Scope 3 emissions
As the climate emergency intensifies and its effects become increasingly tangible across the world, a shift towards sustainable development and a circular economy is necessary. Within this context, companies worldwide are required to calculate the greenhouse gas (GHG) emissions connected to their supply chains, target a net-zero horizon, and reduce emissions accordingly.
However, estimating emissions is a difficult task. In order to accurately quantify them, emissions are divided into three categories, or scopes. Scope 1 and 2 encompass a company’s direct and indirect emissions, such as fuel combustion and electricity or heating usage. Scope 3 includes emissions generated by activities not controlled (and potentially not even known) by the given company and typically represent the lion share, up to ~95% of the total for Mondelez in 2021. To complicate things further, scope 3 emissions can be both upstream and downstream of the company. For example, emissions resulting from the production of raw materials that a company buys to generate its product are considered upstream, while the ones related to the disposal of a product when it reaches the end of its life are considered downstream.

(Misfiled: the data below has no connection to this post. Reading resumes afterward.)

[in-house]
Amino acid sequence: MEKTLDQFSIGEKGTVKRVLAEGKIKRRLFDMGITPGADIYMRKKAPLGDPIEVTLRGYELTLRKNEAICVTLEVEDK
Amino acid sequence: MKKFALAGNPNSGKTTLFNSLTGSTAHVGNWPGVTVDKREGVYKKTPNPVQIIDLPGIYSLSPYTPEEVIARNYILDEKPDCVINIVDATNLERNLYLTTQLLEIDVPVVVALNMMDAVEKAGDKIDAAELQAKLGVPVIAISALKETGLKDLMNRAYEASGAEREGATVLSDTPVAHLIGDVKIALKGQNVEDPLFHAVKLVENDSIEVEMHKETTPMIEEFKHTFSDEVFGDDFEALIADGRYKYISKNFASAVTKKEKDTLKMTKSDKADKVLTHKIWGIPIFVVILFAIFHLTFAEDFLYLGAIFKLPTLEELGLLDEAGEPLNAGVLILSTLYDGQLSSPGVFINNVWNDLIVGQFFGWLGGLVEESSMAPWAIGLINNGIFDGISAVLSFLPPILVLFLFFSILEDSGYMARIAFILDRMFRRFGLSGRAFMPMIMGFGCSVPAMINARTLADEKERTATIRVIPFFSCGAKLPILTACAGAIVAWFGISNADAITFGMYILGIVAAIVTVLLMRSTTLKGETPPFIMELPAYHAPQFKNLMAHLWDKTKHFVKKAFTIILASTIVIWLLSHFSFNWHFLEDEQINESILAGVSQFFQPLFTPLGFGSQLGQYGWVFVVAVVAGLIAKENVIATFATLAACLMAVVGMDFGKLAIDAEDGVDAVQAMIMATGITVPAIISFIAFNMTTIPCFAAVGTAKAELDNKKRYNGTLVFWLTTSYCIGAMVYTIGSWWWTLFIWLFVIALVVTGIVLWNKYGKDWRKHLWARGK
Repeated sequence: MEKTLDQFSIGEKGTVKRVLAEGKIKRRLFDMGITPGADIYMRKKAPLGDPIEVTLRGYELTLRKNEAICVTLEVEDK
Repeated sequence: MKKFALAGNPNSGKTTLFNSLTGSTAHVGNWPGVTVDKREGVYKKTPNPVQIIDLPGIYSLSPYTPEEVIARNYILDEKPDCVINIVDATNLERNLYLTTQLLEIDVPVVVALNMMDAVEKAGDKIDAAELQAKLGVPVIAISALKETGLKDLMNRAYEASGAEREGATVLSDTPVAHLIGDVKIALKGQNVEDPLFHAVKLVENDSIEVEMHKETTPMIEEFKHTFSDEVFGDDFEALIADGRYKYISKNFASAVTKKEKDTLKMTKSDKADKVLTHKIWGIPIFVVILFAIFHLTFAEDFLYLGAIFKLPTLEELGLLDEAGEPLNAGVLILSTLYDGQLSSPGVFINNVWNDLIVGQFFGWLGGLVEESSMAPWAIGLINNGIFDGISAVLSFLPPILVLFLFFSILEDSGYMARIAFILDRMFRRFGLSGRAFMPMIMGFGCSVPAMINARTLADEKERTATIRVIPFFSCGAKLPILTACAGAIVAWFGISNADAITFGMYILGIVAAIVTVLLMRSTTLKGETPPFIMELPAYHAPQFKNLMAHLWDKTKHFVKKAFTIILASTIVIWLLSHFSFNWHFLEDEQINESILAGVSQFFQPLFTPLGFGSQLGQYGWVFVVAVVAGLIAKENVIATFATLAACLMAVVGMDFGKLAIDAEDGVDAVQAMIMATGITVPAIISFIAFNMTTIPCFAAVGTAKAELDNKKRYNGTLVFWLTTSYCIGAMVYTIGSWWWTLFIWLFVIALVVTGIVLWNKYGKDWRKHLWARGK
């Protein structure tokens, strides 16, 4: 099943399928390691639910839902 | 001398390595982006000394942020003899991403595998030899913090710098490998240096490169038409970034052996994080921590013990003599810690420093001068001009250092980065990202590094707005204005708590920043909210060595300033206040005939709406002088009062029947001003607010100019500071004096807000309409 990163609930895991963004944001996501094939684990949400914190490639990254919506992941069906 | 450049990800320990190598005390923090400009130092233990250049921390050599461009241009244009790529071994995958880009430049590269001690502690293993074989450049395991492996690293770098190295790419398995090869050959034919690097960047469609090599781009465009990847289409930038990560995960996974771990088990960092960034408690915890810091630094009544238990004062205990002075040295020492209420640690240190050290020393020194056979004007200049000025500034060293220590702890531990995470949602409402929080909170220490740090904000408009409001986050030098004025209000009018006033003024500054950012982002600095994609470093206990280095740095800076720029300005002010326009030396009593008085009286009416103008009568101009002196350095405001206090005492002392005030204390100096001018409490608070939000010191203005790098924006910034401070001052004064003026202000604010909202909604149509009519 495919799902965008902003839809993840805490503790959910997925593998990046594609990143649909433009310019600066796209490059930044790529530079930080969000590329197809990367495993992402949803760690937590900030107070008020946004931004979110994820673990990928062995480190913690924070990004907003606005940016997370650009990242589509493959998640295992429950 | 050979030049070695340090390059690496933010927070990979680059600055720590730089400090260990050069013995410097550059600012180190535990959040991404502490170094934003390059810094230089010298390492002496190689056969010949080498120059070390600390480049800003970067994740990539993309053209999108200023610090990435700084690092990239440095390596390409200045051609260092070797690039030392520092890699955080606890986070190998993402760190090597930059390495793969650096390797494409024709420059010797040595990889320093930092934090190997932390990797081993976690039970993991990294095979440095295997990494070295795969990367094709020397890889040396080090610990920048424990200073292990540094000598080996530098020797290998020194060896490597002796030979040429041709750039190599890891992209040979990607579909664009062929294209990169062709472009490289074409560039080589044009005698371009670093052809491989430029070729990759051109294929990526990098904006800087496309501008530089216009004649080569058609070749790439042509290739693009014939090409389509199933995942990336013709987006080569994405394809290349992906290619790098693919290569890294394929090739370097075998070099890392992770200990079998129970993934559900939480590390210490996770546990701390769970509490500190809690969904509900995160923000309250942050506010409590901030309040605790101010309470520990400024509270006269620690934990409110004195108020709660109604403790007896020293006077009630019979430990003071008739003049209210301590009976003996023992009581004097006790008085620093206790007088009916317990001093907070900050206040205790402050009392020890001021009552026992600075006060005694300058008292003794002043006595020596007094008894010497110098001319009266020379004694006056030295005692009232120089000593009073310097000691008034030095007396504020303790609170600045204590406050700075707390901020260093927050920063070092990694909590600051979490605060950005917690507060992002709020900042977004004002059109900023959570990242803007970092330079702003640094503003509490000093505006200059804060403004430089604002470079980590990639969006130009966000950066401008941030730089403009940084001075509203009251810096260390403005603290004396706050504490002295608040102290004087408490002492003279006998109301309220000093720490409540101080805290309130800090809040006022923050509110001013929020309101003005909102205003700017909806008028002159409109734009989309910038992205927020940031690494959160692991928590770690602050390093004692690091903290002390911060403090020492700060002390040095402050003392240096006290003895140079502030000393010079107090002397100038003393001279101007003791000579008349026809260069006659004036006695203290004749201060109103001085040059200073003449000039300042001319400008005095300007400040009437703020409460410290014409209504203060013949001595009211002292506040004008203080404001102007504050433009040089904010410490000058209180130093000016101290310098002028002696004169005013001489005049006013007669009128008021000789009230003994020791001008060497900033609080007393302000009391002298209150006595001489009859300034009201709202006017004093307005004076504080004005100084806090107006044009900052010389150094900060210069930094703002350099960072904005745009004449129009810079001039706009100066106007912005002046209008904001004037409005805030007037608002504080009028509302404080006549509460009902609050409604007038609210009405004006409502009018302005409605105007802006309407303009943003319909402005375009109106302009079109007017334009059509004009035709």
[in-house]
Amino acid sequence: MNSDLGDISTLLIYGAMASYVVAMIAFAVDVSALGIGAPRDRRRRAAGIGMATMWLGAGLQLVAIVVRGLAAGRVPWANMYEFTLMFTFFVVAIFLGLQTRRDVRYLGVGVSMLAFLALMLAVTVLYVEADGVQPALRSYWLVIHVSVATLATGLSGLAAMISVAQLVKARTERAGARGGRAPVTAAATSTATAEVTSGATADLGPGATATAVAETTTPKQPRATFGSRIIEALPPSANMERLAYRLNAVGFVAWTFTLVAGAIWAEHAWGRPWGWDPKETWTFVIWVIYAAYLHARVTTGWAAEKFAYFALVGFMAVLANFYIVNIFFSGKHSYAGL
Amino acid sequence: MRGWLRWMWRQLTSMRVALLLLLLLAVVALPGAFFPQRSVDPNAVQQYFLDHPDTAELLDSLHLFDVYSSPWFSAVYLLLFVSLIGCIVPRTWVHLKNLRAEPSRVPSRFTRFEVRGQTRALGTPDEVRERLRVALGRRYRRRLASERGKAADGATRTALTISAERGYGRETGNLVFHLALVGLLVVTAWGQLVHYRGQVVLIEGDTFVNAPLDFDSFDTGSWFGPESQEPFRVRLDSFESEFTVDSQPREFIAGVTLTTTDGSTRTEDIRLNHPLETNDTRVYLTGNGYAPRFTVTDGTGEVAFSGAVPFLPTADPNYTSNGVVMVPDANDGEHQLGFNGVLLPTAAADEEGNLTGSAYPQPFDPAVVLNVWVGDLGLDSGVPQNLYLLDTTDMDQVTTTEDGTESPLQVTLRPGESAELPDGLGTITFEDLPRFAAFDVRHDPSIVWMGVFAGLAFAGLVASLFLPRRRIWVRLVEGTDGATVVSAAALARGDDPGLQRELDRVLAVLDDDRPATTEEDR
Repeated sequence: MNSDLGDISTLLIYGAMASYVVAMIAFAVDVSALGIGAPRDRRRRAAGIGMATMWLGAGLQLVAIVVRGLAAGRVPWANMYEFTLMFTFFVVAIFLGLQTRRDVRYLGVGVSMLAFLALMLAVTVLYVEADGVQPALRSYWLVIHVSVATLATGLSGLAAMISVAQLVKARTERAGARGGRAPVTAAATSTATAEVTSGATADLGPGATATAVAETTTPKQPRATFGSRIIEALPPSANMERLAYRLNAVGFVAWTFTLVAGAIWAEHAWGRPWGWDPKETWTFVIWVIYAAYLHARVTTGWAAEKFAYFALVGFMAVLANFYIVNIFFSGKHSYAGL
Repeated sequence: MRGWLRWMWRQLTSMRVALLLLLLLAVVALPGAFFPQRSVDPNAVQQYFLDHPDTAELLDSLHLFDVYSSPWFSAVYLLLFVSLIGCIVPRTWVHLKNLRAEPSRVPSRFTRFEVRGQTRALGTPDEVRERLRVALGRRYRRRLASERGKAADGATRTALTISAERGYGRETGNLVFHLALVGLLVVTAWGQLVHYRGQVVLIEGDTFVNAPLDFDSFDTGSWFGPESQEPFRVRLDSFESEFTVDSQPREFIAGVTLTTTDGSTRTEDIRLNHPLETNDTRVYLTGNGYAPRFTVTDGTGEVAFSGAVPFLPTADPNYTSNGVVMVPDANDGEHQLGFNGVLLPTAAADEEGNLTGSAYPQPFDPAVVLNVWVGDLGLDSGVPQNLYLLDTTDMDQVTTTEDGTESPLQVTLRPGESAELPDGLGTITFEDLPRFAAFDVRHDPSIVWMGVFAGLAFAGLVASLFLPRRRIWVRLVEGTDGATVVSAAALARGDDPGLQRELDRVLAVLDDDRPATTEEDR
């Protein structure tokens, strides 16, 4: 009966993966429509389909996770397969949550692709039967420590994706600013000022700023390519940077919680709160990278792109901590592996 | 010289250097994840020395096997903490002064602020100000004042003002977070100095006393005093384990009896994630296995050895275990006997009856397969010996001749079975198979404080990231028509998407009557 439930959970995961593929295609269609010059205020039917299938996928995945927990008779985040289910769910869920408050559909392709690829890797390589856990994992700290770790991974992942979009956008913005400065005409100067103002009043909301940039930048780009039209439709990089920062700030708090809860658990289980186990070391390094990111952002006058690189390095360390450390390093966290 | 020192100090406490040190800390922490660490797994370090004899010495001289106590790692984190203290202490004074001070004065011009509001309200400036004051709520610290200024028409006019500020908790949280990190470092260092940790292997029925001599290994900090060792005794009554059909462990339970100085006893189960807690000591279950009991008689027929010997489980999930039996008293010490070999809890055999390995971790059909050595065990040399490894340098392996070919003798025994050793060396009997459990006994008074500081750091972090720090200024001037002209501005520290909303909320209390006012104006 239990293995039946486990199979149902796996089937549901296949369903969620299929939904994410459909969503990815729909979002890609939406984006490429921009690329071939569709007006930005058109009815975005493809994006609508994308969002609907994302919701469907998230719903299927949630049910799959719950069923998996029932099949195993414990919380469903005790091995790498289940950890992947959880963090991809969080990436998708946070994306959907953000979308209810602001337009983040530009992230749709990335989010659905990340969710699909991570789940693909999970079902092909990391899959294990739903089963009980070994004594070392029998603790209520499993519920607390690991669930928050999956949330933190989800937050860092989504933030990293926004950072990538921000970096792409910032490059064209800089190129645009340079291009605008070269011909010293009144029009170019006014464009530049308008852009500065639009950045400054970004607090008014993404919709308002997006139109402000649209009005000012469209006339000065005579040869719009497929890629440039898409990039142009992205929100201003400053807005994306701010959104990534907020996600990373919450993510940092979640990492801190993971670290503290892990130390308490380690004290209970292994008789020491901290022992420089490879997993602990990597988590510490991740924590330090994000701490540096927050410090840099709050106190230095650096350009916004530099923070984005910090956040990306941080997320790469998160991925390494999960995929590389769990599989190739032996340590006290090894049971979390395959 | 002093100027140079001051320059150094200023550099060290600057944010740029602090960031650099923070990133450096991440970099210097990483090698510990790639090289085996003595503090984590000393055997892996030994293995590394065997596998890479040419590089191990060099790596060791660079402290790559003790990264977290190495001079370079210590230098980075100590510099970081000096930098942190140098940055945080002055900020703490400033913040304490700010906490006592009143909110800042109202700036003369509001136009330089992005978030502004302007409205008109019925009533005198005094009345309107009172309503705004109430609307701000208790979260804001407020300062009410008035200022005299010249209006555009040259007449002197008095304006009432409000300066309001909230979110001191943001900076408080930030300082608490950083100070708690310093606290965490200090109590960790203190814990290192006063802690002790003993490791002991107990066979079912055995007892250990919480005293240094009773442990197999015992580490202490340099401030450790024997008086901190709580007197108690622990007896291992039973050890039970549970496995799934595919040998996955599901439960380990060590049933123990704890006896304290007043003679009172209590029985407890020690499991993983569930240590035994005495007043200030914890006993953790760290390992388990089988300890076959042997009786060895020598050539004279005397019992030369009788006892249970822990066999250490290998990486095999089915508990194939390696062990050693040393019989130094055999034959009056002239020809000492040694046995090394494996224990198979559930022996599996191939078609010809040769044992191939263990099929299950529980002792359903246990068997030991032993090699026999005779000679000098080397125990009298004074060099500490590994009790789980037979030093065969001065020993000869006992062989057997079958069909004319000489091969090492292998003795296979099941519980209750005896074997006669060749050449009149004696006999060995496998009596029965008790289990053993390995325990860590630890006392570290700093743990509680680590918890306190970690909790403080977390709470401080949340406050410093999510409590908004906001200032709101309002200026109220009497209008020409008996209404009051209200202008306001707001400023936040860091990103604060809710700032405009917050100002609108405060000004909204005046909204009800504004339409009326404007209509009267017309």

At Satelligence, we are committed to a deforestation-free world. We help companies in agricultural commodity supply chains to achieve sustainable practices by understanding the deforestation and emission risks in their supply chains.
When working with commodities such as palm oil, cocoa, or soy, emissions related to land use change — mainly clear-cutting of primary forest to plant commodity trees — represent the largest contribution of a company’s emissions. The Hershey Company, a global giant in chocolate manufacturing, reports that land-use change emissions account for an estimated 42% of their scope 3 emissions and 38% of their total GHG emissions.
Up-to-date and accessible forest baseline definition and commodity production area data are critical in order to consistently monitor and quantify emissions related to land use change on a yearly basis at high spatial resolution.
GEDI – Measuring forest carbon stocks from space
In 2018, a one-in-a-kind instrument was installed on the International Space Station: GEDI (Global Ecosystems Dynamics Investigation). A joint mission between NASA and the University of Maryland, GEDI is the first spaceborne lidar sensor to be deployed specifically for forest monitoring (Dubayah et al., 2020). Three infrared lasers measure the 3D structure of the Earth’s forests between 51.6 degrees north and south by sampling forest canopy height and its vertical structure within 25 m ground footprints.